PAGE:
Ottawa, January 25, 2012 – The Canadian Broadcast Standards Council (CBSC) today released its decision concerning a news report broadcast on CJSB-FM (CJ 104, Swan River, Manitoba) and also commented on the manner in which the station responded to complainants. The CBSC found that a news report about an animal seizure had included biased and editorialized material contrary to the Codes of Ethics of the Canadian Association of Broadcasters (CAB) and the Radio-Television Digital News Association (RTDNA). It also established a rule that broadcasters should not reveal the personal information of complainants to others receiving broadcasters’ responses.
The report was a follow-up to an ongoing story about a man who had been charged with animal abuse and had his animals seized by authorities. The report stated that the Swan Valley Animal Protection League (SVAPL), the group that was taking care of the animals, had requested additional money from the local government to cover the costs of spaying pregnant female dogs. It pointed out that puppies had been aborted and some had frozen to death when left outside with no shelter. The report concluded with comments that forced termination of pregnancies and the freezing death of puppies did not seem to be compatible with the SVAPL’s mandate of promoting animal rights as an extension of human rights and that the accused man had not been charged with “killing even a single puppy”.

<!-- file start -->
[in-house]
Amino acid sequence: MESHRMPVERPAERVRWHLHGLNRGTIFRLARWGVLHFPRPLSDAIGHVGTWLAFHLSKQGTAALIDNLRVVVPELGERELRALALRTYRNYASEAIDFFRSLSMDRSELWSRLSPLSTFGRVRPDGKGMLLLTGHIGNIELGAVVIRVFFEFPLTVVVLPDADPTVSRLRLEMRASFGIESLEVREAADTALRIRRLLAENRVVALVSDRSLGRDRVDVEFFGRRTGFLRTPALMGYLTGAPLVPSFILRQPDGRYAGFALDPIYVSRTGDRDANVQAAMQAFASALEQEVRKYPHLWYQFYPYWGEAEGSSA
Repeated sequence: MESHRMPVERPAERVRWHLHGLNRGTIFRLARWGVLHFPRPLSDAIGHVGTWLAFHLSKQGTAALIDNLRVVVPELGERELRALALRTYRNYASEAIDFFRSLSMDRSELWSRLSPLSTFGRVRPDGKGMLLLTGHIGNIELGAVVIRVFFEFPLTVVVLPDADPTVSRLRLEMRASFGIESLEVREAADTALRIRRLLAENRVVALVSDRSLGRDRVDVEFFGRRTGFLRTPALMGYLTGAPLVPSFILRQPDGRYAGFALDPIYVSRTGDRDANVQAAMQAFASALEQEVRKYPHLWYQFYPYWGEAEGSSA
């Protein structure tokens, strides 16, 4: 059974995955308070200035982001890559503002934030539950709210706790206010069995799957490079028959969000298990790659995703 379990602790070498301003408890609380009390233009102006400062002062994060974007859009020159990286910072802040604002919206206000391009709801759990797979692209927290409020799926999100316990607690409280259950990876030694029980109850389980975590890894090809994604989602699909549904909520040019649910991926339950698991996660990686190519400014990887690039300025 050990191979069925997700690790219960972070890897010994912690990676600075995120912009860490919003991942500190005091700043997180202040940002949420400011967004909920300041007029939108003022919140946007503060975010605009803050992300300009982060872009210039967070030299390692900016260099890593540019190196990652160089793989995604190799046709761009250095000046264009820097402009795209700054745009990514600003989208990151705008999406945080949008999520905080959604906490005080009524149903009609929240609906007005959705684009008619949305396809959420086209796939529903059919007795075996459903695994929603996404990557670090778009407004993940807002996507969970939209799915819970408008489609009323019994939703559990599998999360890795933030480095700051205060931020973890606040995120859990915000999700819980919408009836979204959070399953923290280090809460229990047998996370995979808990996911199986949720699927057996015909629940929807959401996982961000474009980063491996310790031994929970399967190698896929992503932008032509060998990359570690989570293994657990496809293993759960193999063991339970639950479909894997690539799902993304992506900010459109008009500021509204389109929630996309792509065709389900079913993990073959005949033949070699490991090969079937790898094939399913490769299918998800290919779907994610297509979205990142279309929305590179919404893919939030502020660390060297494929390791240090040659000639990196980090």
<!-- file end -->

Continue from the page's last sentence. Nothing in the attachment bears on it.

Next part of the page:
The CBSC received numerous complaints about this report. The broadcaster noted that the complaints seemed to be the result of an online campaign on the social media website Facebook and sent the same letter to all complainants with the names and e-mail addresses visible to everyone. The CBSC’s Prairie Regional Panel concluded that the news report was biased because it “suggested a certain level of malice in the actions of the SVAPL” and had implied that the SVAPL’s actions were worse than those for which the man had been accused. The Panel found violations of Clause 5 of the CAB Code of Ethics and Article 1 of the RTDNA Code of Ethics.
The Panel also stated that it was inappropriate for the broadcaster to have provided complainants’ full names and e-mail addresses to all complainants and that, in future, such an action by any broadcaster will be viewed as a violation of its CBSC membership requirements of responsiveness.
The CBSC was created in 1990 by Canada’s private broadcasters to administer the codes of standards that they established for their industry. The CBSC currently administers 7 codes which deal with ethics, equitable portrayal, violence, news and journalistic independence. Nearly 750 radio stations, satellite radio services, television stations and specialty and pay television services across Canada are members of the Council.
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All CBSC decisions, Codes, links to members' and other web sites, and related information are available on the CBSC's website at www.cbsc.ca. For more information, please contact the CBSC National Chair, Mme Andrée Noël CBSC Executive Director, John MacNab